How do you write a headline that works?
How do you write a catchy headline? If you’ve ever wondered if your headline is lacking some oomph, it might be because of an incredibly simple omission.
It’s the lack of contrast in your headline.
Contrast works in real life with colours, textures or flavours. Not surprisingly, it works with headlines too.
Right click here and ‘save as' to download this episode to your computer.
Here are three common questions about how to write a headline
1) When do you write a headline? At the beginning or the end?
2) Should you use HOW or WHY when writing headlines?
3) How to use Contrast to prevent headlines from going flat.
Let's get started.
Q1- When do you write a headline? At the beginning or the end?
The short answer is: mostly at the end.
But the long answer is more interesting.
Most of the time, I'll have an idea for an article, outline it and finally add the headline. About 70-80% of the time, the headline will come last, often minutes before the article has to be queued or published. Or maybe I've just recorded a podcast, and it's going out. In such a situation, too, the headline will come last.
This is why headline writing needs to be practised almost like you're in a flight simulator.
Simulator training is about flying, but it's also about “not crashing”. And since most of your headlines are likely to be written when you're hungry, tired and just want to finish off things, it needs to be second nature.
Just like a pilot faced with a plane falling out of the sky, you need to be able to get that headline to safety. And if you've done enough headline practice and are watching for the specifics, this last-minute type of writing is no trouble at all.
However, there are times when I'm walking back home, and I get an idea for an article.
In such a situation, the headline might also pop into my head. I'll jot it down or record it on my watch (Just Press Record app) and then keep dictating the core ideas that will go into the piece. In such a situation, the headline comes first, and the outline and articles will be written a lot later, possibly even weeks later.
There's another situation when the headline comes first.
And that's when you brainstorm ideas. That headline-popping bit is fluke and if you don't care very much for fluke, you can use headlines as a brainstorming ninja move. That's because every tiny tweak in your headline can be the basis for a completely different article.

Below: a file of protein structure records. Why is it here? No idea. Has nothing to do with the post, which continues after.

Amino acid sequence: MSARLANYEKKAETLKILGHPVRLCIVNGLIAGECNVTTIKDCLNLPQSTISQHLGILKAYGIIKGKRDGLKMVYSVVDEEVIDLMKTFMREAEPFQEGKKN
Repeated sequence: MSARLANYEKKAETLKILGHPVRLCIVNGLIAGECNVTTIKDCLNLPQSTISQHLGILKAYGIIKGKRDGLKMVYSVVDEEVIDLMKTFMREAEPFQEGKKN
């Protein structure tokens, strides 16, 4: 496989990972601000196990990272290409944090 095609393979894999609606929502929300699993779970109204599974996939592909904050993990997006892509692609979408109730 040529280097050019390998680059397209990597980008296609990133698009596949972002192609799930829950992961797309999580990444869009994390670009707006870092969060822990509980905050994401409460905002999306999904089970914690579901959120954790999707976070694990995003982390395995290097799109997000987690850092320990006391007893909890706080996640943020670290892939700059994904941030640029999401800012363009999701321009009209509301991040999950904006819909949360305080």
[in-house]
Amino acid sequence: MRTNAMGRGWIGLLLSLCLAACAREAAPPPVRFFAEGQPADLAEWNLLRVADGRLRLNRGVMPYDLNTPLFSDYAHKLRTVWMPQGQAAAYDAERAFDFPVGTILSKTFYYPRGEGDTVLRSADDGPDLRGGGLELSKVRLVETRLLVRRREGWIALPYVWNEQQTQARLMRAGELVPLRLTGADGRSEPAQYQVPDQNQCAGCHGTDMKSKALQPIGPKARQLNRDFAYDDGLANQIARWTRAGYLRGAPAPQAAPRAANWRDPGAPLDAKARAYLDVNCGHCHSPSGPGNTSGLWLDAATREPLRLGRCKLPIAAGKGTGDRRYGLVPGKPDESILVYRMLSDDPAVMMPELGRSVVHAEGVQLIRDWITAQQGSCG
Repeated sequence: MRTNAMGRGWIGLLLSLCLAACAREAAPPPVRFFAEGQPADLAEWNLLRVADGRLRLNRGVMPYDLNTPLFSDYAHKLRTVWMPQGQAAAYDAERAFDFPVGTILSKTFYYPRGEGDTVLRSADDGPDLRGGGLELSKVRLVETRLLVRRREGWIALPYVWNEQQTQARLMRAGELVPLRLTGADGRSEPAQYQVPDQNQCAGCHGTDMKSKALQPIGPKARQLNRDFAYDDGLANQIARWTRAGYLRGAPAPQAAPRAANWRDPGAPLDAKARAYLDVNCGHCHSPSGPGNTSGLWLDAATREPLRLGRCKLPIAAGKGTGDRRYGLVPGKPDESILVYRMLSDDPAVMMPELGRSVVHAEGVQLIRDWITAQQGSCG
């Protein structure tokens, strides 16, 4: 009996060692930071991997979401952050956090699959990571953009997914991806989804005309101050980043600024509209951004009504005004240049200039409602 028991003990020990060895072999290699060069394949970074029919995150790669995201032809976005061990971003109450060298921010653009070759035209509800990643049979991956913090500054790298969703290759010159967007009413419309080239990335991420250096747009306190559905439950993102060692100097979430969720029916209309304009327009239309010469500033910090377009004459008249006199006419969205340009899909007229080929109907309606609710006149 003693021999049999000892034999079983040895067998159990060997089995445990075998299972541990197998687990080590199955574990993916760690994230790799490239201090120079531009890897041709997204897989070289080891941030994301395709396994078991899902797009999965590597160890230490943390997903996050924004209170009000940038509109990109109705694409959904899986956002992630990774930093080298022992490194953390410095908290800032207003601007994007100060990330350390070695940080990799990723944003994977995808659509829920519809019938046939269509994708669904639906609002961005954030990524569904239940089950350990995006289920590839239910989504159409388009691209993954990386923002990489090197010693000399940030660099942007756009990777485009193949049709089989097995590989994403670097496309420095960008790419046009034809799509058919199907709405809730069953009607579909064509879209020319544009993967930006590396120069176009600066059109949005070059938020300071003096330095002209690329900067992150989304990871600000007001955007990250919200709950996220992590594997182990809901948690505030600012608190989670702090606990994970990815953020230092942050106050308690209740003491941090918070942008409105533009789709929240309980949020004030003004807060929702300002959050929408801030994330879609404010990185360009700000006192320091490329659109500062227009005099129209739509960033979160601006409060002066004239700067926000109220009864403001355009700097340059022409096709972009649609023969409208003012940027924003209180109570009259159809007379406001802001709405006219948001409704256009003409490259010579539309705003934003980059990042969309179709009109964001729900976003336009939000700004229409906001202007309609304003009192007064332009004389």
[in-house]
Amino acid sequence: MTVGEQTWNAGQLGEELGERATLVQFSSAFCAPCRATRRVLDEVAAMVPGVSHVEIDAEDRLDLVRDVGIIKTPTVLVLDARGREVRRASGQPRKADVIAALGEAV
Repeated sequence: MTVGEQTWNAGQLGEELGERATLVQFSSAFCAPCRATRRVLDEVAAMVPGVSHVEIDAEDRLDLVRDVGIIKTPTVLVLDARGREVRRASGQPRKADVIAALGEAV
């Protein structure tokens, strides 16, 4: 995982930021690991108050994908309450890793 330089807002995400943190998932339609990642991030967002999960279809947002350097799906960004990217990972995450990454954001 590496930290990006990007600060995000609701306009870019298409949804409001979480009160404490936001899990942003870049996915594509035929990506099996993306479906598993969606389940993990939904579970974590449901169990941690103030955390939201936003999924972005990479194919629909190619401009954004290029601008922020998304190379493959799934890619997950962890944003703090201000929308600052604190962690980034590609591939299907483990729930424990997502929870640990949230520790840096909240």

Let's take a few examples.
Base headline: How to write articles
- How to write articles in under 45 minutes—every single time.
- How to write articles that CEOs read (and gets ignored by the general public)
- How to write objection-filled articles that make readers sit up and take notice
- How to write articles with stories that snap readers out of their world (and into yours)
- How to write articles that get fewer clicks but more long-term clients.
- How to write articles on a daily basis for the next twenty years (or more).
- How to write articles for any industry (and look like you're a complete insider).
- How to write articles in a sequence so they fit neatly into a report or future book.
Notice what just happened above?
That was just a simple, non-descriptive headline (How to write articles). From that one puny headline, we were able to generate eight separate headlines. The headlines would not take you more than 2-3 minutes each, which means that you now have about eight completely different directions to go in, because of simple, yet very effective brainstorming.
Which brings us to the headline of this article (which I wrote right at the end, by the way). And what's the headline? How to brainstorm dozens of article ideas by using the base-headline method.
Which takes us to the second question: Is HOW or WHY more powerful when writing headlines?
Q 2- Should you use HOW or WHY when you write a headline?
Well, it depends. Is your headline obvious?
Let's take a few examples.
1- Why you need to sit still when meditating
2- Why your kids will get a cold when in a room full of snotty kids.
3- How a shot of whisky makes commuting at peak times stress-free
Obvious, aren't they?
Now let's turn them around.
Why you need to sit still when meditating?
How to sit still when meditating.
Why your kids will get a cold when in a room full of snotty kids?
How to keep your kids from getting a cold in room full of snotty kids.
How a shot of whisky makes commuting at peak times stress-free.
Why a rationed shot of whisky makes commuting at peak times stress- free.
If your headline is obvious, interchange the HOW with the WHY and vice versa.
And finally: How to use Contrast to prevent headlines from going flat
Q-3 How to use Contrast to prevent headlines from going flat
If you've read The Brain Audit, you'll know the power of problem and solution.
When it comes to headline writing, we use the same concept of problem and solution to create contrast. If the headline brings up a problem, you bring up the solution shortly after. If it starts with a solution, the problem needs to follow.
When you look at the headlines below, you'll find some starting with a solution, while others start with the problem. What's common to them all is the loop is closed and that's what makes the headline curious.
—How to turn negative feedback into positive praise
—Ugly Bottlenecks: How to get past client resistance and close sales
—How to recapture lost leads and quickly refill your pipeline
—The Jelly Side Down Technique: How to close sales even when your presentation fails.
Leave a Reply